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Category — Kayani

The days ahead: op-ed by Zafar Hilaly in The daily Times, May 14

One hears that the government is currently pondering the amount of extra time General Kayani should be given as head of the army. Should it be one, two or three years?
If life were fair, the prime minister, a gaddi-nashin, would have been making a living interceding with God on behalf of devotees. Nevertheless, Mr Gilani will need his special nexus with God to get the government out of the deep hole in which it finds itself as the seemingly inevitable clash with the judiciary draws nearer. To be fair to Mr Gilani, he would prefer not to be a part of the fracas, it being entirely a matter concerning Mr Zardari, but he has no option. As he said some time ago, “We swim or sink together.”

The Swiss cases are not the only cause of friction between the government and the judiciary. If, or rather, when the Supreme Court finds out about the amount of commission, the extent of advance payment and other details of the rental power projects (RPPs), of which it has taken suo motu notice, there will be hell to pay. The ethos of the Supreme Court is very different from that of Mr Zardari. Actually, there is a vast divergence between them on just about every issue, including their respective takes on right and wrong and what is permissible or reasonable and what is not. In brief, their perspectives are antithetical and a rupture, therefore, appears very likely.

Another development, which could impact negatively on the conduct of the war against the Taliban, is the question of General Kayani’s extension. That he should be given one is generally agreed by all, especially many of those who serve with him in the army. Ordinarily, extensions are considered unnecessary because no one is indispensable. However, that cliché has proved wrong by the absence of Benazir Bhutto and the presence of Mr Zardari in her stead.

One cogent reason for Kayani to remain is that, having been tasked to draw up the military’s response to the threat posed by the Taliban and India and to such Indian doctrines as ‘Cold Start’ and ‘Two-Front Wars’, it is only logical that he stays on to implement it. Thus far, Kayani’s operational plans have been successful far beyond expectations, although success against the Taliban has been marred by collateral damage to civilian property and lives, lack of a determined effort to resettle the displaced population and an inability to provide assured security to the inhabitants of the areas supposedly cleansed of the enemy. And although all that, the military says, is not its job, frankly no one buys such nice distinctions. There is no use clearing a field of weeds if nothing is made to grow on it. Whether the military feels aggrieved or not, it had better address these issues lest Kayani be equated with the victorious Protestant general whose troops caused such desolation and suffering that when he was removed many rejoiced.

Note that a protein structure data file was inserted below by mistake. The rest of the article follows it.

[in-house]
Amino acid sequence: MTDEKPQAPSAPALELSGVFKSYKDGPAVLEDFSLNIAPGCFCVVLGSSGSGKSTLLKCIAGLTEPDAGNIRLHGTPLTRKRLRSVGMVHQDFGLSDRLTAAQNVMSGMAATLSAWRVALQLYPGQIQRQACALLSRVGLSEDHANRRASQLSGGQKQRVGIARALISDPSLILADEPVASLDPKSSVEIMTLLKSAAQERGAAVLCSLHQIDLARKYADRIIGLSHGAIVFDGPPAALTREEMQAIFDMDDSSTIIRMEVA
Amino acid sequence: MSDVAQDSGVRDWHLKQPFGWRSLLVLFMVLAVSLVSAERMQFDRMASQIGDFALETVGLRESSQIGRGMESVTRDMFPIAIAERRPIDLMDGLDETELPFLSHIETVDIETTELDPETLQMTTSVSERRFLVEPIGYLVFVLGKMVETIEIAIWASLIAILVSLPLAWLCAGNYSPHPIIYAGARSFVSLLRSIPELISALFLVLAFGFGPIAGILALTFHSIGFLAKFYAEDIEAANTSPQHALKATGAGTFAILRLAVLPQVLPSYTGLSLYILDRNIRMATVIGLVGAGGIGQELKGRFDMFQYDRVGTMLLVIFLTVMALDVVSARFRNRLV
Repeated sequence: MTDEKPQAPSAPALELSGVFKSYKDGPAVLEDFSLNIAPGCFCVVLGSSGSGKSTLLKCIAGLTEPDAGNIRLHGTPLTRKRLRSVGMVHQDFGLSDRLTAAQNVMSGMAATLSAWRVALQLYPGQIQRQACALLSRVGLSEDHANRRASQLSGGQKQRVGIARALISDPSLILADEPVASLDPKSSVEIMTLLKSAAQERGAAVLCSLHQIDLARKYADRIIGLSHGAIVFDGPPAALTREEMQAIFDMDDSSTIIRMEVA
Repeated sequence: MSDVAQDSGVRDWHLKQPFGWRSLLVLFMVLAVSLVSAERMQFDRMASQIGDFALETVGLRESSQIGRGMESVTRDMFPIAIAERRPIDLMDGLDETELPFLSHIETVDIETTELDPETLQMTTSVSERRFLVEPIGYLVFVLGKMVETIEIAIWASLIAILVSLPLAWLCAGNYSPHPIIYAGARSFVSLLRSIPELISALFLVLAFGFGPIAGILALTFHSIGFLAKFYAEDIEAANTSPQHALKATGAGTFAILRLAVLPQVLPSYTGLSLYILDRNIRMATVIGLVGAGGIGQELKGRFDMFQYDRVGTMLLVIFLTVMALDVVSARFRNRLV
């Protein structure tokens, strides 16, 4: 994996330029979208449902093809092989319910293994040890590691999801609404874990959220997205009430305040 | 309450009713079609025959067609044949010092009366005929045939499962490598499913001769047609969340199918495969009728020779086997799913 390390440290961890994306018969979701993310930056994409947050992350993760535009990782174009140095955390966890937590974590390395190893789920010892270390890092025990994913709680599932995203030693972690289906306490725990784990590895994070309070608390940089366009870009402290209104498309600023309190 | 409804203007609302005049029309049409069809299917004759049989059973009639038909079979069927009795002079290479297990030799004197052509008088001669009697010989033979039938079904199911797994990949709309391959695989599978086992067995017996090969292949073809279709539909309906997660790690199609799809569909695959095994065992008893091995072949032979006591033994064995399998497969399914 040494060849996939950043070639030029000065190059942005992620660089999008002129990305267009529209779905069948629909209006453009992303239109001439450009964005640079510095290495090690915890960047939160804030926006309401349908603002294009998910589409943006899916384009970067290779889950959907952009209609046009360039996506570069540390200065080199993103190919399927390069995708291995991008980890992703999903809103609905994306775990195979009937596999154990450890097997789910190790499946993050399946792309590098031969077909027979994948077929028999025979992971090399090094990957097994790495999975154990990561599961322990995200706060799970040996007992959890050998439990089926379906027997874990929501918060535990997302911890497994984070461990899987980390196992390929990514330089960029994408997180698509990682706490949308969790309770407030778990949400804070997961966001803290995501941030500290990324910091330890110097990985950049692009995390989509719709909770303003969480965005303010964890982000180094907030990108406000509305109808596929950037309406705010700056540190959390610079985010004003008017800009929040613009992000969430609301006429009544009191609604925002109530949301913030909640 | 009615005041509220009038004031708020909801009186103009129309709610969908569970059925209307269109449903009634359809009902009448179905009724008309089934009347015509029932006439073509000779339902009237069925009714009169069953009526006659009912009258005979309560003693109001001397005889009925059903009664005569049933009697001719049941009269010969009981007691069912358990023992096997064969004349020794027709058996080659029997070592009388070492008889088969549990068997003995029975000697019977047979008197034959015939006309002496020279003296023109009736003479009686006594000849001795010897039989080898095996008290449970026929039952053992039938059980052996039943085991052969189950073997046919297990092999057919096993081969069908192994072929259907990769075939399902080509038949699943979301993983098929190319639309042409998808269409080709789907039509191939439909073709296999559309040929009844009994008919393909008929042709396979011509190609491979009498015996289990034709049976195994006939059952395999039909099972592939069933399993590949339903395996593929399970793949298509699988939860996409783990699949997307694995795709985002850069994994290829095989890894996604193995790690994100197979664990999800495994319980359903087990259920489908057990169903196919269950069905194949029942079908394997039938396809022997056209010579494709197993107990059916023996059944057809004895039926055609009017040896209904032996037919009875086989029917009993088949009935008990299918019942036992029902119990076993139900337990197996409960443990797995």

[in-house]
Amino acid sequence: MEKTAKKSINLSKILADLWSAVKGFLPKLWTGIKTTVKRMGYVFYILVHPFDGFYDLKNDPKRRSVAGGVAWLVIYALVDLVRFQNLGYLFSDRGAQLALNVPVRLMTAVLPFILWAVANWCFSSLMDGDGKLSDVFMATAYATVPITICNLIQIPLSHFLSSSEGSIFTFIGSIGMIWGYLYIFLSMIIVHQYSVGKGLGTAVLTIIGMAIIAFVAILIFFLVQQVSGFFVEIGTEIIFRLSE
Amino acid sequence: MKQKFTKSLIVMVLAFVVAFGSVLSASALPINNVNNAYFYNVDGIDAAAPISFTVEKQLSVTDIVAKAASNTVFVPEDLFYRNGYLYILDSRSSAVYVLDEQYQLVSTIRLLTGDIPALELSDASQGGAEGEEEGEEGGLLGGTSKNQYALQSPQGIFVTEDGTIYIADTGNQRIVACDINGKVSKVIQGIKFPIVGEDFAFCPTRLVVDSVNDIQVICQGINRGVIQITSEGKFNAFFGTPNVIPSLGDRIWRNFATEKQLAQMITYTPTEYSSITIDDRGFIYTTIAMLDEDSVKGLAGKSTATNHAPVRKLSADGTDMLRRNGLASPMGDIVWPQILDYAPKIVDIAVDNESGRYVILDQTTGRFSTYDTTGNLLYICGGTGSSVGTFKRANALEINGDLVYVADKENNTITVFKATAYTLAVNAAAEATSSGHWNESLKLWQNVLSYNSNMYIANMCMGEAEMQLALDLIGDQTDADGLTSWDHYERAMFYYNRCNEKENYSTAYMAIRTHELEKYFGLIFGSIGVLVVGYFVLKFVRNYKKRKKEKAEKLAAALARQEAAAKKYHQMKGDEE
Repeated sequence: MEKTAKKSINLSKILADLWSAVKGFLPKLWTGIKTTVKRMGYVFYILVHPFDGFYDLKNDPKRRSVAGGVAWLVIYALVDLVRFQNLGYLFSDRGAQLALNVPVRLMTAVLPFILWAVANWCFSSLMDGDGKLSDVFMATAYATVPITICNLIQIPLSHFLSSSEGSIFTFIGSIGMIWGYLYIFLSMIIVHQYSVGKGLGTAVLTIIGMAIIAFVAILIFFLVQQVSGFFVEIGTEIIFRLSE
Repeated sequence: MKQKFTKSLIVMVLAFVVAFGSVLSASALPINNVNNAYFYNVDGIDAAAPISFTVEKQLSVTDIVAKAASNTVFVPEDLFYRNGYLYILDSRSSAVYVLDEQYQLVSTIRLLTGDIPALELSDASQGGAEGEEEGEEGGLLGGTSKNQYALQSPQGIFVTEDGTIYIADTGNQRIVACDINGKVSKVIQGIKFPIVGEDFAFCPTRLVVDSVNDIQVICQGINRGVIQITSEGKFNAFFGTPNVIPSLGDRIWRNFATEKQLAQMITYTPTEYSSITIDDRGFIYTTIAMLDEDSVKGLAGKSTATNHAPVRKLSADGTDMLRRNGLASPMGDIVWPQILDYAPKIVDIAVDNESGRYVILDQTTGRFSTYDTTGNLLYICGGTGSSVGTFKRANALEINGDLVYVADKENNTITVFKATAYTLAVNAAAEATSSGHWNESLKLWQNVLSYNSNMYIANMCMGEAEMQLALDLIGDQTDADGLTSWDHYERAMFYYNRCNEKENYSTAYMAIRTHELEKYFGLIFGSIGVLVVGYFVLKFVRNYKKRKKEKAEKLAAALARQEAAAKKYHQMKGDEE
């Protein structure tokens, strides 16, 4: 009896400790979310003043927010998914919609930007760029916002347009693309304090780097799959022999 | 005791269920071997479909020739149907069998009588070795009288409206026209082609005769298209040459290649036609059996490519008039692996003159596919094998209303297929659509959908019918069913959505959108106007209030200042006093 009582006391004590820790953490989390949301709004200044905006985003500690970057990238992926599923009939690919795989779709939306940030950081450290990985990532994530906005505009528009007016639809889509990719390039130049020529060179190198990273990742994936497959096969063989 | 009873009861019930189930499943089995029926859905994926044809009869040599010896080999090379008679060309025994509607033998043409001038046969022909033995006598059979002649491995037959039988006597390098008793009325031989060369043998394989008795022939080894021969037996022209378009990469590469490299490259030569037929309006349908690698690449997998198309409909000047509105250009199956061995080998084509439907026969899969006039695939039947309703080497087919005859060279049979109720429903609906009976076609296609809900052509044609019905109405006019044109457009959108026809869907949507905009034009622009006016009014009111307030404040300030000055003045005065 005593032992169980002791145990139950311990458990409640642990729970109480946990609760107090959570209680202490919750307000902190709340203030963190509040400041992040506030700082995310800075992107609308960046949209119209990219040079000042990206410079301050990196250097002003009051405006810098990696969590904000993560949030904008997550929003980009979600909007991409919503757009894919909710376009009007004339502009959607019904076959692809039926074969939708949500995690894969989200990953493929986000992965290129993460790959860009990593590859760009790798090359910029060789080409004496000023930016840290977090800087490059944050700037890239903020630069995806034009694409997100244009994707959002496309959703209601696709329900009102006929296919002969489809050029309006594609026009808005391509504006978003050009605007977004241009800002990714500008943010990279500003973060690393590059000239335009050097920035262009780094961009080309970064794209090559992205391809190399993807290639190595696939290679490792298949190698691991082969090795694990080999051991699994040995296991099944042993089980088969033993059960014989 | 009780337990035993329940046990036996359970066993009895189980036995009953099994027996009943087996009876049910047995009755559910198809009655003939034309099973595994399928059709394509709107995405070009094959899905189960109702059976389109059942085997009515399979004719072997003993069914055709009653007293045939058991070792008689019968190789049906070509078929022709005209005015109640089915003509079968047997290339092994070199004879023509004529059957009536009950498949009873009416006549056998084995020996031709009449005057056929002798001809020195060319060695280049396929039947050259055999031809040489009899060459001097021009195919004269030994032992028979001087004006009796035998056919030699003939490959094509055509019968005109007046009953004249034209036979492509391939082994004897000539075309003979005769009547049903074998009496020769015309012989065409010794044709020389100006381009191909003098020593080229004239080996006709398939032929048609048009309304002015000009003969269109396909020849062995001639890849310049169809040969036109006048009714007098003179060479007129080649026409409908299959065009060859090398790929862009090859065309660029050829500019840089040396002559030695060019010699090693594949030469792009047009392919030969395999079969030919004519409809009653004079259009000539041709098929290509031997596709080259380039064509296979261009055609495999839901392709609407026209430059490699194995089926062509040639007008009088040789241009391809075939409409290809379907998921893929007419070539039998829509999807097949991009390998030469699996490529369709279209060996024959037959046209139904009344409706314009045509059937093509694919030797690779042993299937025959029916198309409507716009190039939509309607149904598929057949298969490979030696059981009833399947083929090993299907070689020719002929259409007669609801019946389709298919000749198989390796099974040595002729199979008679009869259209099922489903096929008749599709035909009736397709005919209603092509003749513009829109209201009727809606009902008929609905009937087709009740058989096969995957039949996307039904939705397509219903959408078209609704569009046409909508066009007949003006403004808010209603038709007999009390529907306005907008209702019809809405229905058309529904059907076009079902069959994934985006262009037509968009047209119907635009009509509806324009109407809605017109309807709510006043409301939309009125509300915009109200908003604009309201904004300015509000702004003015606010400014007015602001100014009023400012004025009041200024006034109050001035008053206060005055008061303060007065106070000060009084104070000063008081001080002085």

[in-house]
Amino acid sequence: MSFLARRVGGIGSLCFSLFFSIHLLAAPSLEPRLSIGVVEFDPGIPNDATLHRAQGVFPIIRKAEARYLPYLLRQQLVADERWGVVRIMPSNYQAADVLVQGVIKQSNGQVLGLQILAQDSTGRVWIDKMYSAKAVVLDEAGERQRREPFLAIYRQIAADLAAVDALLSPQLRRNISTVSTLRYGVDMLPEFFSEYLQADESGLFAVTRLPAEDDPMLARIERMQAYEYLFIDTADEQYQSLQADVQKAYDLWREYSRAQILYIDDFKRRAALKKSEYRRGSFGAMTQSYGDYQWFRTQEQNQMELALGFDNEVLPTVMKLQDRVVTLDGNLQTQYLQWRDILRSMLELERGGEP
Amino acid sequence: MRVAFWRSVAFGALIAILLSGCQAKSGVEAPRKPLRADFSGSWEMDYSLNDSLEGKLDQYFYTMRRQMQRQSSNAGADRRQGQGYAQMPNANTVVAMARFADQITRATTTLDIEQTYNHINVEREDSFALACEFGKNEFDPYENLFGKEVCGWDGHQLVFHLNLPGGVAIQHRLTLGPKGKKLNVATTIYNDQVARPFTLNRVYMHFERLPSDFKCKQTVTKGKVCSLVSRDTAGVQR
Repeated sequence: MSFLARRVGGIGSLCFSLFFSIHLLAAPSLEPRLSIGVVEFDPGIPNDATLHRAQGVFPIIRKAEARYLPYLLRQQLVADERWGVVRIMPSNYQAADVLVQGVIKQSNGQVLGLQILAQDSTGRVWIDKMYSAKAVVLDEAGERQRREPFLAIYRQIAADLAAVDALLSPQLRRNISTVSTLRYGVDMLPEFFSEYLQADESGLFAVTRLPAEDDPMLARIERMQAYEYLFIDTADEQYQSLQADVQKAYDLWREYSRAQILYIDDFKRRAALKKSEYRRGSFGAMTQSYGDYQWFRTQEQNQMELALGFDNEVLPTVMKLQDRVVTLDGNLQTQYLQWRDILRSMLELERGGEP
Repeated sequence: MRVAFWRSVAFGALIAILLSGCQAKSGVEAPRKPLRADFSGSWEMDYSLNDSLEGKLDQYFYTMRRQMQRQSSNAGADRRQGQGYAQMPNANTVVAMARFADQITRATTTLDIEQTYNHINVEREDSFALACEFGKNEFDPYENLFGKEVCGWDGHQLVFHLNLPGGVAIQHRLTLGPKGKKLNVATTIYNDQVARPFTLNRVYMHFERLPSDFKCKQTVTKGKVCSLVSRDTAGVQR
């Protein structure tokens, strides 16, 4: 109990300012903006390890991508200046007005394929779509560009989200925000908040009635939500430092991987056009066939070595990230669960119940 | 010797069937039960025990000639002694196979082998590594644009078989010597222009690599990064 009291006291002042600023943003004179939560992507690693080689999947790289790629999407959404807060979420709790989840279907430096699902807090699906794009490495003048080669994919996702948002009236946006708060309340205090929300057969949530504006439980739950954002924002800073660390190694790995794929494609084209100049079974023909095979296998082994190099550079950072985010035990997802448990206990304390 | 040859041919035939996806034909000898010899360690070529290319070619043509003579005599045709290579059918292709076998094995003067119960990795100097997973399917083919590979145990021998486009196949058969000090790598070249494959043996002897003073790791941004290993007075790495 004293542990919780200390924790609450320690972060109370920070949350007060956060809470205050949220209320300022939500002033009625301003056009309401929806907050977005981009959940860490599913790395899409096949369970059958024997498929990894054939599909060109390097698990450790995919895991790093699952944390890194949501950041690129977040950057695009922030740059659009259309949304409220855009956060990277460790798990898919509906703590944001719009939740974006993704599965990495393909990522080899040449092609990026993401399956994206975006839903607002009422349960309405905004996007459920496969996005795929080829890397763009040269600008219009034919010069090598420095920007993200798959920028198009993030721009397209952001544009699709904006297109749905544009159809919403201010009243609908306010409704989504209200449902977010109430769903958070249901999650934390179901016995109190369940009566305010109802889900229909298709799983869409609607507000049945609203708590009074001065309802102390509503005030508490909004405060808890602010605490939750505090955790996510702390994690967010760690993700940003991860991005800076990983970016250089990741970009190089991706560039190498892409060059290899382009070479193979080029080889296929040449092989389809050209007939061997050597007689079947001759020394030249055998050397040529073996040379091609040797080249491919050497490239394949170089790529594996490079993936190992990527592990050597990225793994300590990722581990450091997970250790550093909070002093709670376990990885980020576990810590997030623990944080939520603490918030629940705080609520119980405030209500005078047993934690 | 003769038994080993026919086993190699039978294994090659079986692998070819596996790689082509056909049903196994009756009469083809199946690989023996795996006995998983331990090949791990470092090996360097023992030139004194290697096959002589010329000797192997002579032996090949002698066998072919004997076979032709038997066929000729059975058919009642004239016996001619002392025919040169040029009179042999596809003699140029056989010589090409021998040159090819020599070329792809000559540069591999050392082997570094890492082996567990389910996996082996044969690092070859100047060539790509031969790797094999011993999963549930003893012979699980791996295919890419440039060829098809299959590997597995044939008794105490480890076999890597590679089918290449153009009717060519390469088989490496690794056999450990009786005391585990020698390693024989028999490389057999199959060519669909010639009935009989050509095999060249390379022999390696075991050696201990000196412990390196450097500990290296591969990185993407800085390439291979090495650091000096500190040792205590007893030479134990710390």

One hears that the government is currently pondering the amount of extra time General Kayani should be given as head of the army. Should it be one, two or three years? And that will probably depend on who else the government has in mind. And also whether it prefers to serve out its own term with Kayani or would also like to appoint his successor.

Given the proclivity of the current regime to keep its options open, which is another way of not having to deal with the issue immediately, one suspects that it may opt to grant him only another year. That would be a pity for a number of reasons in addition to the importance of continuity of command: the excellent rapport that Kayani has forged with allied generals; the trust that he has engendered among them and with his own troops; the strategy that he enunciated and recently sold to NATO in Brussels; and, of course, the likelihood of another operation in North Waziristan. However, to my mind, Kayani needs to stay most of all because removing a commander in the midst of a war sends the wrong message to friend and foe alike and, more importantly, because he appears uniquely suited for the job at this juncture of our troubled history in view of his personality, temperament, ability, aptitude and experience.

These plusses easily outweigh the heart burning his extension may cause among his peers. They also outweigh fears that he may grow too big for his boots. In any case, that is misreading the man. And, as this is the near universal view about him, not everyone can be wrong. The snag is that General Kayani will not personally raise the issue nor, rumour has it, will he accept an extension unless it is long enough to allow him to implement his plans for the army.